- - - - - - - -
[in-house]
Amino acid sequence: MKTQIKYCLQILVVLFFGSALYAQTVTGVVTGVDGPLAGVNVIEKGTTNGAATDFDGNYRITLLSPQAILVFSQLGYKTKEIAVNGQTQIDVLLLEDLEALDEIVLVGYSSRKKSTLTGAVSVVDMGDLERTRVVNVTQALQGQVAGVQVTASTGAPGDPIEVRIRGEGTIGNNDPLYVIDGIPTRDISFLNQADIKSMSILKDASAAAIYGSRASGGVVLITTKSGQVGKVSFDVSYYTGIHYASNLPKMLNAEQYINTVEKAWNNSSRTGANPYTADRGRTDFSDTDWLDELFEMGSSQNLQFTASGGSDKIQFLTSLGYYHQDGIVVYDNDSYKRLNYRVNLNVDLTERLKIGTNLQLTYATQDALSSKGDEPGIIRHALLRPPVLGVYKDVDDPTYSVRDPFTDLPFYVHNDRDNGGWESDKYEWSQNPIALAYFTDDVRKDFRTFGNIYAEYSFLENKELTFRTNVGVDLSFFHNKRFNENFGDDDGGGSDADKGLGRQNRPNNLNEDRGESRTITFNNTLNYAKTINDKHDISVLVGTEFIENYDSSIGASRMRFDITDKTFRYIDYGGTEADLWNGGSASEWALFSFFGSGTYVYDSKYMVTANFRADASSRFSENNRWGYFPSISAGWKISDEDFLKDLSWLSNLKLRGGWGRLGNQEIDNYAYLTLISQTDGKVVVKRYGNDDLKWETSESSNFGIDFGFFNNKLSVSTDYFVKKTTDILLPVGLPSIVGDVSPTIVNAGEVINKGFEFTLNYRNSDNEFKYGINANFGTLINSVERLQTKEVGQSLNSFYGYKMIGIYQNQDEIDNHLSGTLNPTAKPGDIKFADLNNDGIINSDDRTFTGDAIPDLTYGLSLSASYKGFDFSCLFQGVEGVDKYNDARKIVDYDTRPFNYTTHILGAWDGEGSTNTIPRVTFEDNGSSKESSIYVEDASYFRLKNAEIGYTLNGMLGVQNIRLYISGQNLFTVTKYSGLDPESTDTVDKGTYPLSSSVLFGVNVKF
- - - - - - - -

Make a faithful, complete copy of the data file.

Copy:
[in-house]
Amino acid sequence: MKTQIKYCLQILVVLFFGSALYAQTVTGVVTGVDGPLAGVNVIEKGTTNGAATDFDGNYRITLLSPQAILVFSQLGYKTKEIAVNGQTQIDVLLLEDLEALDEIVLVGYSSRKKSTLTGAVSVVDMGDLERTRVVNVTQALQGQVAGVQVTASTGAPGDPIEVRIRGEGTIGNNDPLYVIDGIPTRDISFLNQADIKSMSILKDASAAAIYGSRASGGVVLITTKSGQVGKVSFDVSYYTGIHYASNLPKMLNAEQYINTVEKAWNNSSRTGANPYTADRGRTDFSDTDWLDELFEMGSSQNLQFTASGGSDKIQFLTSLGYYHQDGIVVYDNDSYKRLNYRVNLNVDLTERLKIGTNLQLTYATQDALSSKGDEPGIIRHALLRPPVLGVYKDVDDPTYSVRDPFTDLPFYVHNDRDNGGWESDKYEWSQNPIALAYFTDDVRKDFRTFGNIYAEYSFLENKELTFRTNVGVDLSFFHNKRFNENFGDDDGGGSDADKGLGRQNRPNNLNEDRGESRTITFNNTLNYAKTINDKHDISVLVGTEFIENYDSSIGASRMRFDITDKTFRYIDYGGTEADLWNGGSASEWALFSFFGSGTYVYDSKYMVTANFRADASSRFSENNRWGYFPSISAGWKISDEDFLKDLSWLSNLKLRGGWGRLGNQEIDNYAYLTLISQTDGKVVVKRYGNDDLKWETSESSNFGIDFGFFNNKLSVSTDYFVKKTTDILLPVGLPSIVGDVSPTIVNAGEVINKGFEFTLNYRNSDNEFKYGINANFGTLINSVERLQTKEVGQSLNSFYGYKMIGIYQNQDEIDNHLSGTLNPTAKPGDIKFADLNNDGIINSDDRTFTGDAIPDLTYGLSLSASYKGFDFSCLFQGVEGVDKYNDARKIVDYDTRPFNYTTHILGAWDGEGSTNTIPRVTFEDNGSSKESSIYVEDASYFRLKNAEIGYTLNGMLGVQNIRLYISGQNLFTVTKYSGLDPESTDTVDKGTYPLSSSVLFGVNVKF